“I was Dr. Wegman’s graduate student when I provided him with the overview of social network analysis, at his request. My draft overview was later incorporated by Dr. Wegman and his coauthors into the 2006 report. I was not an author of the report.
“The format of the 2006 report involved a limited amount of citations. The social network material that I provided to Dr. Wegman followed the format of the report.”(emphasis hers)
Adding that she has met with a George Mason University misconduct committee, Reeves concluded, “My academic integrity is not being questioned.”
Indeed it’s telling that the Wegman panel found it acceptable that such a large swathe of background material – five pages – required no citations at all. It should also be noted that the section was considerably reduced when used in the Said et al co-author Walid Sharabati’s thesis and the soon-to-be retracted Said et al 2008. And there is really no wiggle room here; if Said et al authors really thought Reeves had produced a totally original exposition of SNA off the top of her head, as far-fetched as that may seem, then she should have received specific acknowledgment in the later work. Instead they put in one desultory citation to Marc Granovetter for one specific statement on the power of “weak ties”. ]
And most ironically for a paper purporting to assess the relationship between co-authorship “style” and peer review quality, it is still unclear that any substantive peer review occurred.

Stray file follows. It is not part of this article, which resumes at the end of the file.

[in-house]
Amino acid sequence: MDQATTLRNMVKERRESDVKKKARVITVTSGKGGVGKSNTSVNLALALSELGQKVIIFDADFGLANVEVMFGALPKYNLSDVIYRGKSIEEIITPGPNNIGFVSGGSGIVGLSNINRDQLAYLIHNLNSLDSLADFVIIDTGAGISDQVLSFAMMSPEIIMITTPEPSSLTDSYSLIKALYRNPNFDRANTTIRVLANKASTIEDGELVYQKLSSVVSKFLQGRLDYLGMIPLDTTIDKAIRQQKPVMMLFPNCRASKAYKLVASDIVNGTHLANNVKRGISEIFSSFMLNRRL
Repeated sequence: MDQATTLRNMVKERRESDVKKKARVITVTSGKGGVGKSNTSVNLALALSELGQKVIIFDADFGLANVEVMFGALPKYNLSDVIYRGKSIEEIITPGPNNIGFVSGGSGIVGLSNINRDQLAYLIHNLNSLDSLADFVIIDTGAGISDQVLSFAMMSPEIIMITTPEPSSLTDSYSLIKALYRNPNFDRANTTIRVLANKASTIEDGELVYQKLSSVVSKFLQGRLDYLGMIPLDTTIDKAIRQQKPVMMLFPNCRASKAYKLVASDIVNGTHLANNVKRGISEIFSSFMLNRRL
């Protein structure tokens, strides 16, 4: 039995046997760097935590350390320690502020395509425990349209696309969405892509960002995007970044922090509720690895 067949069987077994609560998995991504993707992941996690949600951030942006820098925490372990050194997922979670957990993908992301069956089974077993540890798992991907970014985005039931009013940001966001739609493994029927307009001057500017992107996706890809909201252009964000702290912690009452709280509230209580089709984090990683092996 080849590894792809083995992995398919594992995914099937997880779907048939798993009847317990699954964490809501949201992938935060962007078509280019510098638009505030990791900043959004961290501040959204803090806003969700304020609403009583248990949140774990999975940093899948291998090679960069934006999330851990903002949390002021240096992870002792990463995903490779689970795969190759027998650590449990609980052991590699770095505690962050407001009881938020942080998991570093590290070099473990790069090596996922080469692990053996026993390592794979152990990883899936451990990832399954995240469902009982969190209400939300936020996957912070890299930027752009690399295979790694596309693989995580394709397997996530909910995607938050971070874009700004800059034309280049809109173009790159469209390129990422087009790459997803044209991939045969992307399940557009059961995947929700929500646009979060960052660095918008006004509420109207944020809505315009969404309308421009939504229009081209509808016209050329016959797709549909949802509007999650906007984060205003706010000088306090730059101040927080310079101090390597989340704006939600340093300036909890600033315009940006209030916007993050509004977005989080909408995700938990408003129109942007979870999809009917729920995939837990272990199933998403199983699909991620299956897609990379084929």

Five days after Wegman’s email submitting the paper, chief editor (and longtime friend) Stanley Azen wrote back:
I personally reviewed your very interesting (and unique) manuscript. I think the paper is very interesting, and I could not identify any errors. So, I am pleased to inform you and your colleagues that your paper “Social Networks of Author-Coauthor Relationships” has been accepted for publication in Computational Statistics and Data Analysis.
That email was provided to Vergano by Wegman in response to an FOIA last year. Vergano continues with Azen’s comments:
Azen says he must have overseen an earlier, more extensive review of the paper involving outside reviewers. But he says he has no records of this earlier review, because his records were destroyed in an office move. “I would never have done just a personal review,” he says.
So Azen appears to claim that reviews “must have” been requested and done in the previous week, given the official date of submission, yet he has no electronic records of those reviews and the presumed hard copies have been destroyed.
We’ll give the last word to Virginia Tech’s Skip Garner, who was one of three experts who had earlier confirmed likely plagiarism in the Wegman report and Said et al.
The retraction of an article is a serious and impactful action, for it confirms that a complete analysis by the editors confirmed inappropriate ‘re-use’ of material, and in this case issues with the review process that was in place at the time.
….[I]t is important that the notice of retraction be propagated back to the literature databases and search engines so that future users know not to use the material. Retracting on a web site is only the first step in that process …
And one final note, the finding of ‘plagiarism’ may also be an indicator of other possible questionable ethical issues such as conflict-of-interest, haste vs. scientific rigor and bias, which may need to be investigated.